“Every Friday after school, I would have the opportunity to sit and wait for my father to finish work at the stadium, then we would get to go home together. Therefore, there has always been a special bond between me and the boxing stadium. It was like a second home to me.”
After shadowing his father during childhood, Sia Boat began assisting with promotion when he was 18 years old. At just 25, he became Thailand’s youngest-ever promoter at a major stadium, and he helped expand his father’s gym to a second location in 2007.
Before the old Lumpinee Stadium closed its doors back in 2014, Sia Boat, together with his father, began construction on Petchyindee Kingdom.
The state-of-the-art facility includes two standardized boxing rings, 12 punching bags, a fully functioning fitness center, and a sauna. The new facility, which opened in 2014, also boasts its own hotel, restaurant, and spa.
In total, the gym houses 35 professional athletes and 12 trainers. There are 25 staff members working together to maintain this well-oiled machine and two conference rooms on hand for matchmaking and various meetings.
What sets the gym apart from others is its family values. Whether you are a member of the staff or an athlete readying for competition, both Tycoon Nao and Sia Boat aim to treat everyone with warmth and care – something Petchmorakot has experienced firsthand.
“Petchyindee takes care of every aspect of our lives and treats us like family,” the ONE Featherweight Muay Thai World Champion says. “Whether it is our health and nutrition, training, or just how to live our lives – they help with everything.”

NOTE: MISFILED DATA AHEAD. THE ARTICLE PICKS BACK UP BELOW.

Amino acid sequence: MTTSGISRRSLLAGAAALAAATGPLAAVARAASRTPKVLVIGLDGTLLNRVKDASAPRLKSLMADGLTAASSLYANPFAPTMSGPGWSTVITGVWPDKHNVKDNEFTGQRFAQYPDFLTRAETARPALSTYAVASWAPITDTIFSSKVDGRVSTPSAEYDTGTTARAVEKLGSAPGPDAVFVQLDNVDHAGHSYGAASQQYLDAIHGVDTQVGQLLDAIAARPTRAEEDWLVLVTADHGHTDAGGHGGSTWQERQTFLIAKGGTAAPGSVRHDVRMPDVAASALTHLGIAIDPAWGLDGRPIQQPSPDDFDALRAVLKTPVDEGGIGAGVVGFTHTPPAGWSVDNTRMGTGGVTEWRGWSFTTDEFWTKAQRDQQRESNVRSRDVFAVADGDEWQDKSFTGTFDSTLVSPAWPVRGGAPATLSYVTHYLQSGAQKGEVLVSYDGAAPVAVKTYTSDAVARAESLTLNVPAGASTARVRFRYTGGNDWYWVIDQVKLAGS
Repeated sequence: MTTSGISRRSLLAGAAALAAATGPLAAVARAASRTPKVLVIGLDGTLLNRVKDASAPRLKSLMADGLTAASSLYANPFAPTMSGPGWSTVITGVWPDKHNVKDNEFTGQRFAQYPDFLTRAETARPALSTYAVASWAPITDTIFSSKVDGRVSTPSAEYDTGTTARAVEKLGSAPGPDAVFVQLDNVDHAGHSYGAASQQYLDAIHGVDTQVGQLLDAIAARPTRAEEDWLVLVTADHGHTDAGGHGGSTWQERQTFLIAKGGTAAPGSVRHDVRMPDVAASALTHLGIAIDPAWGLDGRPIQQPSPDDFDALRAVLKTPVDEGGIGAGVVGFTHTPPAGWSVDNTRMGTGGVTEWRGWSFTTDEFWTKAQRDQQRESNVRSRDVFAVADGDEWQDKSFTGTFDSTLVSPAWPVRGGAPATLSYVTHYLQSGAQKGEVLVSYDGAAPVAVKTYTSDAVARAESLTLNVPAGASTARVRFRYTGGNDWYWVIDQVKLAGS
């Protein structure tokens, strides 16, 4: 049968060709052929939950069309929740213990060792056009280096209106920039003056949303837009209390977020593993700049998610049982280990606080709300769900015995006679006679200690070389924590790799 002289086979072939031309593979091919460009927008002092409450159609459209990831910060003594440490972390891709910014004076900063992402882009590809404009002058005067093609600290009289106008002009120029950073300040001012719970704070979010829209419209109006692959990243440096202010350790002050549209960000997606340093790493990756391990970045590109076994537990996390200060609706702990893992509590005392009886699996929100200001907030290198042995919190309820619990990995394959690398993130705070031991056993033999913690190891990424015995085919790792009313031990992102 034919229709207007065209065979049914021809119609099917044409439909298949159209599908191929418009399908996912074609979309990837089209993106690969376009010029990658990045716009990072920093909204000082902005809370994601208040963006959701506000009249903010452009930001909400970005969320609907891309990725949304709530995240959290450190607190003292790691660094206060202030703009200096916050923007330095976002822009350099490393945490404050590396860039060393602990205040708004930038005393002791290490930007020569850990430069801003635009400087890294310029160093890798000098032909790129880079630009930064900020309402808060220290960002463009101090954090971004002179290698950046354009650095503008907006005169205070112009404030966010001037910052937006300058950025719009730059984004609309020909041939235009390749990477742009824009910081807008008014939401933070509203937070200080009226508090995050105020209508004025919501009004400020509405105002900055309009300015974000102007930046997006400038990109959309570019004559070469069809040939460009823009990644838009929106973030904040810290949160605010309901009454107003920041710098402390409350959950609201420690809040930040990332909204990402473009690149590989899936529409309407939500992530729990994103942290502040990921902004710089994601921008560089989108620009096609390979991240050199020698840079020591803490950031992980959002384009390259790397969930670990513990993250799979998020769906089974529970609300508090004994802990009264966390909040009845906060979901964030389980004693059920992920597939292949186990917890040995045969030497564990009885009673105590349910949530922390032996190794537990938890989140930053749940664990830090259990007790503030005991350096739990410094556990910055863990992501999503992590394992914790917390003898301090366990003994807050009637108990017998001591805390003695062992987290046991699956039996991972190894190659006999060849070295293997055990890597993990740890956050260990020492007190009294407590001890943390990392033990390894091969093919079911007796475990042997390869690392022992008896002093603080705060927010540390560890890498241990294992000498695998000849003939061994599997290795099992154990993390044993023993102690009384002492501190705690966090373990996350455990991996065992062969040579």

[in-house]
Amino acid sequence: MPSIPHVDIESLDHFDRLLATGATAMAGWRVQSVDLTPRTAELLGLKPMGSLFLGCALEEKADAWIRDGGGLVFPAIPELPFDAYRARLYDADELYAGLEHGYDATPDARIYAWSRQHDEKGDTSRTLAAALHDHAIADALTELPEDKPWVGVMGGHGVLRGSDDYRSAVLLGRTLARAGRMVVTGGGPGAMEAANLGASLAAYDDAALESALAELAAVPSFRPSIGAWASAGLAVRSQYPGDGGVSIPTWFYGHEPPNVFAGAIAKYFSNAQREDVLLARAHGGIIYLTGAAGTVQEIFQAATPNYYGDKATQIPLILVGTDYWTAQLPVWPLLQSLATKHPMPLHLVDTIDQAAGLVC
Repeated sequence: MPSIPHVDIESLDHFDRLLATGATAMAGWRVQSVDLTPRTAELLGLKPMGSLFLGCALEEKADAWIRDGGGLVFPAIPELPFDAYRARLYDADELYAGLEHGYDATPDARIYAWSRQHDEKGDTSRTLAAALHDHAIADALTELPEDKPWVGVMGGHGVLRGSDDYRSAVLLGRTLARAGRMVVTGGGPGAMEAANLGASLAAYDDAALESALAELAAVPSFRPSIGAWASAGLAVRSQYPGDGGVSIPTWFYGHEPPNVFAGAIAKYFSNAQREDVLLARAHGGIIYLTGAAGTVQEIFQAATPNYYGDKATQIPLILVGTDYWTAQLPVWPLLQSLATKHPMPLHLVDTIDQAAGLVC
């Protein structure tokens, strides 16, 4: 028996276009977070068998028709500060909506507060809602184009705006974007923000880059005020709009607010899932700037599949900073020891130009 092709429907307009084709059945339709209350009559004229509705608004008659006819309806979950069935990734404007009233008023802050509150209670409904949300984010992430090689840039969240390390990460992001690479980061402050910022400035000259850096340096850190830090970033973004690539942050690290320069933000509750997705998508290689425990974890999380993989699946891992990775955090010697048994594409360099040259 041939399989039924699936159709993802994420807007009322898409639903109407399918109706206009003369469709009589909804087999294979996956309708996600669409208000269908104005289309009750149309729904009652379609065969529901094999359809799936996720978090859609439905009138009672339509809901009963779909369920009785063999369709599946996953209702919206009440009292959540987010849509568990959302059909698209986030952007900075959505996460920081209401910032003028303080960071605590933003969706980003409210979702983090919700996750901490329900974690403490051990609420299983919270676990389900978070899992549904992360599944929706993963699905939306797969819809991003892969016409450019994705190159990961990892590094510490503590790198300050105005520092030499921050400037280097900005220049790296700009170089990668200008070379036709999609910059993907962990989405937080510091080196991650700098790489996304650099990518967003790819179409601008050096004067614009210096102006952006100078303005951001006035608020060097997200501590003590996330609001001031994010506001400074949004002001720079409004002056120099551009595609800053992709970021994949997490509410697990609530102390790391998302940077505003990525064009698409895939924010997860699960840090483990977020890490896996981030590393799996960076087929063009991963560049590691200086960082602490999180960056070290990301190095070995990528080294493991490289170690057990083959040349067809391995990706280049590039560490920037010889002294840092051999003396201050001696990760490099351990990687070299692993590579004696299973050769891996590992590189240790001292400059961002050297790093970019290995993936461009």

These days, Tycoon Nao has retired from running Petchyindee, but the family business has continued soaring to new heights under Sia Boat’s leadership and fresh approach to Muay Thai.
Along with having a remarkable facility to train elite athletes, Sia Boat attributes the Petchyindee brand’s success to the philosophy his dad established in the early days.
“I think the qualities that made my father succeed in Muay Thai are common sense and intellect,” he says. “He’s never used that to take advantage of anyone. Instead, he’s always been determined to create a legacy that is accepted in the Muay Thai industry.”
Following the inception of ONE Super Series in 2018, Petchyindee was one of the first gyms in Thailand to sign its athletes to the promotion. Currently, Petchyindee has six ONE Super Series pugilists in the fold.
And while Tycoon Nao has technically retired, he is still very involved with the Muay Thai community and believes Petchyindee’s partnership with ONE Championship has been the perfect step forward for his family business.
“I’m impressed by ONE Championship,” Tycoon Nao says.
“The CEO [Chatri Sityodtong] is Thai, he loves Muay Thai, and he is helping to promote the sport on a global level. And not just Petchyindee fighters, but fighters all over the country.
“ONE Championship and Petchyindee share the same ideals. We want to develop fighters so that they can have a good life and be able to take care of their families.”
On that note, Sia Boat believes the opportunity to compete in ONE Championship will help many athletes and their families in Thailand escape poverty.
“People used to think that Muay Thai was synonymous with poverty,” he says.
“I think that ONE Championship will completely wash away that way of thinking because it is an important opportunity for everyone to show their potential and be rewarded in the way they deserve.”